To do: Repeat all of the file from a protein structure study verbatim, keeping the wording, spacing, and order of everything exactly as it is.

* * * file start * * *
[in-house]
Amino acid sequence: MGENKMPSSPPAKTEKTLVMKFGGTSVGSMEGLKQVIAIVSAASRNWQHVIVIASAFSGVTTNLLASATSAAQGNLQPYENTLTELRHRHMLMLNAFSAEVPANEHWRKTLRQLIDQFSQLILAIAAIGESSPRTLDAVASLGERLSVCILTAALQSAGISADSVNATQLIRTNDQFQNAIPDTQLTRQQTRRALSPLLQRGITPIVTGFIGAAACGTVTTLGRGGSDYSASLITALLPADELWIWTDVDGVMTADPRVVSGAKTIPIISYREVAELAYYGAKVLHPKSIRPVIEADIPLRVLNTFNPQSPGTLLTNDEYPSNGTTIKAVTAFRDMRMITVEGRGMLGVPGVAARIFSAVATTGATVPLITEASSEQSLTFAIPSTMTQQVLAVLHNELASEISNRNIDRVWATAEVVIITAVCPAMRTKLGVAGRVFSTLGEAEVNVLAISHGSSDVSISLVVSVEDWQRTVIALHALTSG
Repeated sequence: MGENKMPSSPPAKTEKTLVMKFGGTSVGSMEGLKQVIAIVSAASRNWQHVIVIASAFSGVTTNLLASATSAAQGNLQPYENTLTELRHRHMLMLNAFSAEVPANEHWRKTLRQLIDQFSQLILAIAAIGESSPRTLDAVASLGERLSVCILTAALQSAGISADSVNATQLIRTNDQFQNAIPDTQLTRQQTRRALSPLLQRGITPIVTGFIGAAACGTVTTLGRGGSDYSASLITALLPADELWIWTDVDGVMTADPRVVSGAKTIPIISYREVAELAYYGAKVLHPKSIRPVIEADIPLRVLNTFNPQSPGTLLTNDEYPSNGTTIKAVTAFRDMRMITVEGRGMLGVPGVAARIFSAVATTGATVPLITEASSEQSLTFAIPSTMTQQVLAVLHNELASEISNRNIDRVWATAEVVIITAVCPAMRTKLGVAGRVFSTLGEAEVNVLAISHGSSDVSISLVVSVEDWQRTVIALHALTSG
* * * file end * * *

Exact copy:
[in-house]
Amino acid sequence: MGENKMPSSPPAKTEKTLVMKFGGTSVGSMEGLKQVIAIVSAASRNWQHVIVIASAFSGVTTNLLASATSAAQGNLQPYENTLTELRHRHMLMLNAFSAEVPANEHWRKTLRQLIDQFSQLILAIAAIGESSPRTLDAVASLGERLSVCILTAALQSAGISADSVNATQLIRTNDQFQNAIPDTQLTRQQTRRALSPLLQRGITPIVTGFIGAAACGTVTTLGRGGSDYSASLITALLPADELWIWTDVDGVMTADPRVVSGAKTIPIISYREVAELAYYGAKVLHPKSIRPVIEADIPLRVLNTFNPQSPGTLLTNDEYPSNGTTIKAVTAFRDMRMITVEGRGMLGVPGVAARIFSAVATTGATVPLITEASSEQSLTFAIPSTMTQQVLAVLHNELASEISNRNIDRVWATAEVVIITAVCPAMRTKLGVAGRVFSTLGEAEVNVLAISHGSSDVSISLVVSVEDWQRTVIALHALTSG
Repeated sequence: MGENKMPSSPPAKTEKTLVMKFGGTSVGSMEGLKQVIAIVSAASRNWQHVIVIASAFSGVTTNLLASATSAAQGNLQPYENTLTELRHRHMLMLNAFSAEVPANEHWRKTLRQLIDQFSQLILAIAAIGESSPRTLDAVASLGERLSVCILTAALQSAGISADSVNATQLIRTNDQFQNAIPDTQLTRQQTRRALSPLLQRGITPIVTGFIGAAACGTVTTLGRGGSDYSASLITALLPADELWIWTDVDGVMTADPRVVSGAKTIPIISYREVAELAYYGAKVLHPKSIRPVIEADIPLRVLNTFNPQSPGTLLTNDEYPSNGTTIKAVTAFRDMRMITVEGRGMLGVPGVAARIFSAVATTGATVPLITEASSEQSLTFAIPSTMTQQVLAVLHNELASEISNRNIDRVWATAEVVIITAVCPAMRTKLGVAGRVFSTLGEAEVNVLAISHGSSDVSISLVVSVEDWQRTVIALHALTSG